Another Way to Keep Brain-Surgery Patients Alive

One of the people you’ll meet in SuperFreakonomics is a remarkable physician at Washington Hospital Center (WHC) named Craig Feied. He has had a hand in many technological innovations that are pushing medicine, hard, into the future (or at least the present).

Check out, for instance, the video below. It was taken in an operating room at WHC, using software developed by the Institutes for Innovation in Medicine and the Medical Media Lab. As you’ll see, the surgeon, who is preparing to take a brain biopsy, is able to manipulate the MRI images without touching a computer screen or controls. It is risky enough to perform brain surgery; the idea is to not add the risk of bacterial infection by having a gowned-and-gloved surgeon have to manipulate a bacteria-ridden computer mouse or screen. As we’ve written before, hospital bacteria are a serious problem. (Here‘s a paper on this innovation, co-authored by Feied.)


I bet it would be cheaper to buy a cheap keyboard before surgery, sterilize it roughly (gamma/hot nitrogen/UV) and then throw it away after each surgery.



It might be cheaper now (using discardable keyboards and mice), but not in the long run. Ultimately technology like this becomes cheaper as the components do. Using technology like this is a great idea, and probably also has many carry-overs to the fields of disability adaptive assistance.


There is no such thing as anything cheap in the OR. Everything has to packaged, sterilized, tested, etc. You cannot buy any product, just sterilize it, and use it in the OR. An OR keyboard would cost $500, and be used only once. And would be incredibly easy to contaminate during use.


Yeh Michelle, you are so right about the economics, because the costly manned space missions ultimately produced a success like Tang. Remember, don't get the data in the most cost-effective manner, the long way around the block is always best!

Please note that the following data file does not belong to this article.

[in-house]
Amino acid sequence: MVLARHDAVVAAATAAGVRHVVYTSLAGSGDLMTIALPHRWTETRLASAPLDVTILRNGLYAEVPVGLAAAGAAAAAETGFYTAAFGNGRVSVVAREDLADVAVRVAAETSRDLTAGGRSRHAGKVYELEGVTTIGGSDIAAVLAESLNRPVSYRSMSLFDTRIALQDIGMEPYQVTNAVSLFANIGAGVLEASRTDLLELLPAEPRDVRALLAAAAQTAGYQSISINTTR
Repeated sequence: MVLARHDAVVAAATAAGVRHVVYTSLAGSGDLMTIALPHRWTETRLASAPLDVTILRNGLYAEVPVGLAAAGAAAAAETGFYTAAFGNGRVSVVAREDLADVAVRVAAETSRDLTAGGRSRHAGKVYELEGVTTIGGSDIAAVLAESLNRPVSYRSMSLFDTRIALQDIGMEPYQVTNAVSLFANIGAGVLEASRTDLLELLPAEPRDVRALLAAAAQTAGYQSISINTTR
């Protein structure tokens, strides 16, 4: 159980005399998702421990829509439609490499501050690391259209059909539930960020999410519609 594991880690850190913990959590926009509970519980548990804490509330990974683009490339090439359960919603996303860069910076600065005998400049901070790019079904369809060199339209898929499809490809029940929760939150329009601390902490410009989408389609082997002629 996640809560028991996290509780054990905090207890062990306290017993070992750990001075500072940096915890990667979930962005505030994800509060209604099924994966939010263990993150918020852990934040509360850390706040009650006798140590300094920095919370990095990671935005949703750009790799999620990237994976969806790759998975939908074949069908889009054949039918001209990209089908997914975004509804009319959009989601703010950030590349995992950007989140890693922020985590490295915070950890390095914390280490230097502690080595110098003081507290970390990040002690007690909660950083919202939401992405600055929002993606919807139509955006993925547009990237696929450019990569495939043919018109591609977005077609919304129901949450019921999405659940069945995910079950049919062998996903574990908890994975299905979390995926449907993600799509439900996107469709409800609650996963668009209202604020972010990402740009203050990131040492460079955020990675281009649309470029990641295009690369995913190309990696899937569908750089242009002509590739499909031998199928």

In the OR...

The BrainLab and similar imaging devices triangulate the location of a probe in real space and display it in the context of preoperative imaging.

In cases where these devices are not used, it's common to cover a touchscreen with a sterile drape and use a sterile pointer to manipulate images. The latter is far less annoying than gesturing at a computer that probably takes an inordinate amount of effort to set up and is likely to misinterpret commands.


This is an interesting application of computer vision technology, but it doesn't seem particularly groundbreaking. Maybe I'm missing something but it looks like it just tracks obvious hand movements to flip through a few different screens.

I wrote some very simple face/object recognition software as an undergrad that could probably be adapted to do something similar (i.e. determine if the hand is moving left, right, up, down, etc. and act accordingly).

One of the research groups in our computer science department developed software allowing severely disabled people to move a pointer on the screen with head movements, and "click" by blinking their eyes. Another project was some software that could recognize subtle facial expressions or gestures. The only equipment needed was a $20 webcam.


I don't think operating rooms are particularly price-sensitive. The MRI machine that generated those images likely cost upwards of $3 million, so using this system vs. a keyboard was not really an economic calculation.

I think the idea is that surgery, and medicine in general, is quickly heading toward a model that integrates the patients and surgeons themselves seamlessly with robotics, therapeutics, and massive amounts of data and information (which will soon include artificial intelligence),